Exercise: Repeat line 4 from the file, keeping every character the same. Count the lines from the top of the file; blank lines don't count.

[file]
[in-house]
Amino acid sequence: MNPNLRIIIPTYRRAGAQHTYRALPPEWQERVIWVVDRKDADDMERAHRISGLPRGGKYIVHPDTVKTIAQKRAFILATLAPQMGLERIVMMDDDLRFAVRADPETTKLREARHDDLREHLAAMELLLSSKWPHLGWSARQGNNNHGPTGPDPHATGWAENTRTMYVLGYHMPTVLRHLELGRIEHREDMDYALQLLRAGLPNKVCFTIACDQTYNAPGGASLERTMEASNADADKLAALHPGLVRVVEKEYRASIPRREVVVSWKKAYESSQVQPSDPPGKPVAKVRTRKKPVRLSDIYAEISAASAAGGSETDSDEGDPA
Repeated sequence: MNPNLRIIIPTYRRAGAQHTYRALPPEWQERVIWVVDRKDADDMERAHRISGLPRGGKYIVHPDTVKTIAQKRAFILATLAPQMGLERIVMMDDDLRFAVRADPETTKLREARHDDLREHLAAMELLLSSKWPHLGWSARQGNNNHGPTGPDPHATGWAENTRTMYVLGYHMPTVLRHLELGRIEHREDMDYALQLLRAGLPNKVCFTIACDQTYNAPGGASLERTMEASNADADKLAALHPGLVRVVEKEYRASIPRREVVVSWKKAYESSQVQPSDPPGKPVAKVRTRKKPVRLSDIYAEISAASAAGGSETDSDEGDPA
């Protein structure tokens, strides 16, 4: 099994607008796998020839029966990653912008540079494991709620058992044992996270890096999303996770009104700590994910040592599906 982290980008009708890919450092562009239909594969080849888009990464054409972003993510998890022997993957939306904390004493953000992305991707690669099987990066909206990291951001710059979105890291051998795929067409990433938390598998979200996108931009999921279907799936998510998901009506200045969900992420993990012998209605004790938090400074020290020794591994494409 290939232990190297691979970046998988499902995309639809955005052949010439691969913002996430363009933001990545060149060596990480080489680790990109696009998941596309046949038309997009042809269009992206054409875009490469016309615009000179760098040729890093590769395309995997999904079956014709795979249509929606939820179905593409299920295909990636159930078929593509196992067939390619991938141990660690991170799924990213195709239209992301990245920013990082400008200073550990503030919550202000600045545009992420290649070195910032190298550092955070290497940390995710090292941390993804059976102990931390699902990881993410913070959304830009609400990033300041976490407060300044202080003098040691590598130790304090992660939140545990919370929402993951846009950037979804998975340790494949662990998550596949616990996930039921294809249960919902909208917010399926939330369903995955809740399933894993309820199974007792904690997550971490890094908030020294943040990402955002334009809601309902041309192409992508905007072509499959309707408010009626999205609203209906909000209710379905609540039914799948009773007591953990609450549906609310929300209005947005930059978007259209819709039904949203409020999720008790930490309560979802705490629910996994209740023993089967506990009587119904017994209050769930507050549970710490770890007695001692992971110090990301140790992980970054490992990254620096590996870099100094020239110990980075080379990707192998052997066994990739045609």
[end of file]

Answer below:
């Protein structure tokens, strides 16, 4: 099994607008796998020839029966990653912008540079494991709620058992044992996270890096999303996770009104700590994910040592599906 982290980008009708890919450092562009239909594969080849888009990464054409972003993510998890022997993957939306904390004493953000992305991707690669099987990066909206990291951001710059979105890291051998795929067409990433938390598998979200996108931009999921279907799936998510998901009506200045969900992420993990012998209605004790938090400074020290020794591994494409 290939232990190297691979970046998988499902995309639809955005052949010439691969913002996430363009933001990545060149060596990480080489680790990109696009998941596309046949038309997009042809269009992206054409875009490469016309615009000179760098040729890093590769395309995997999904079956014709795979249509929606939820179905593409299920295909990636159930078929593509196992067939390619991938141990660690991170799924990213195709239209992301990245920013990082400008200073550990503030919550202000600045545009992420290649070195910032190298550092955070290497940390995710090292941390993804059976102990931390699902990881993410913070959304830009609400990033300041976490407060300044202080003098040691590598130790304090992660939140545990919370929402993951846009950037979804998975340790494949662990998550596949616990996930039921294809249960919902909208917010399926939330369903995955809740399933894993309820199974007792904690997550971490890094908030020294943040990402955002334009809601309902041309192409992508905007072509499959309707408010009626999205609203209906909000209710379905609540039914799948009773007591953990609450549906609310929300209005947005930059978007259209819709039904949203409020999720008790930490309560979802705490629910996994209740023993089967506990009587119904017994209050769930507050549970710490770890007695001692992971110090990301140790992980970054490992990254620096590996870099100094020239110990980075080379990707192998052997066994990739045609």